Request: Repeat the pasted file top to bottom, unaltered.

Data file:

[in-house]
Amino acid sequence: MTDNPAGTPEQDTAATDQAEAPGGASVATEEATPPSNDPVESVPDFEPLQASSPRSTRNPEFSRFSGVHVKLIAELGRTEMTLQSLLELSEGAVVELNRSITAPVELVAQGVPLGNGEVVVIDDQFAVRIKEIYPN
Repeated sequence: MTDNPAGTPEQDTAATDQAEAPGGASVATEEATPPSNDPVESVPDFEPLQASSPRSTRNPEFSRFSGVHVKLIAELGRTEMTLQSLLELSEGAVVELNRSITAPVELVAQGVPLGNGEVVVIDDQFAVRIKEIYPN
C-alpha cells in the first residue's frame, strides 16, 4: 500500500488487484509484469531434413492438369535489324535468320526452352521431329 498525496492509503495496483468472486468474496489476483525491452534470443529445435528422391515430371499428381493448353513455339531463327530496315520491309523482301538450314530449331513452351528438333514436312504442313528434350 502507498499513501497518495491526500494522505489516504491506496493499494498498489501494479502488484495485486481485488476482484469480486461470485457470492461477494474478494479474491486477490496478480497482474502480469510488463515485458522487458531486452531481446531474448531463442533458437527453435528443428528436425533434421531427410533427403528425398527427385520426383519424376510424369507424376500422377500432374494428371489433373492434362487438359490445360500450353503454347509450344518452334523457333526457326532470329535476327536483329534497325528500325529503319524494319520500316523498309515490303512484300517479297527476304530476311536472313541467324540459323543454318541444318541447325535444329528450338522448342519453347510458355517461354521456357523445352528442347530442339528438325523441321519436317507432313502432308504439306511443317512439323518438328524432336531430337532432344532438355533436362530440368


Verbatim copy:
[in-house]
Amino acid sequence: MTDNPAGTPEQDTAATDQAEAPGGASVATEEATPPSNDPVESVPDFEPLQASSPRSTRNPEFSRFSGVHVKLIAELGRTEMTLQSLLELSEGAVVELNRSITAPVELVAQGVPLGNGEVVVIDDQFAVRIKEIYPN
Repeated sequence: MTDNPAGTPEQDTAATDQAEAPGGASVATEEATPPSNDPVESVPDFEPLQASSPRSTRNPEFSRFSGVHVKLIAELGRTEMTLQSLLELSEGAVVELNRSITAPVELVAQGVPLGNGEVVVIDDQFAVRIKEIYPN
C-alpha cells in the first residue's frame, strides 16, 4: 500500500488487484509484469531434413492438369535489324535468320526452352521431329 498525496492509503495496483468472486468474496489476483525491452534470443529445435528422391515430371499428381493448353513455339531463327530496315520491309523482301538450314530449331513452351528438333514436312504442313528434350 502507498499513501497518495491526500494522505489516504491506496493499494498498489501494479502488484495485486481485488476482484469480486461470485457470492461477494474478494479474491486477490496478480497482474502480469510488463515485458522487458531486452531481446531474448531463442533458437527453435528443428528436425533434421531427410533427403528425398527427385520426383519424376510424369507424376500422377500432374494428371489433373492434362487438359490445360500450353503454347509450344518452334523457333526457326532470329535476327536483329534497325528500325529503319524494319520500316523498309515490303512484300517479297527476304530476311536472313541467324540459323543454318541444318541447325535444329528450338522448342519453347510458355517461354521456357523445352528442347530442339528438325523441321519436317507432313502432308504439306511443317512439323518438328524432336531430337532432344532438355533436362530440368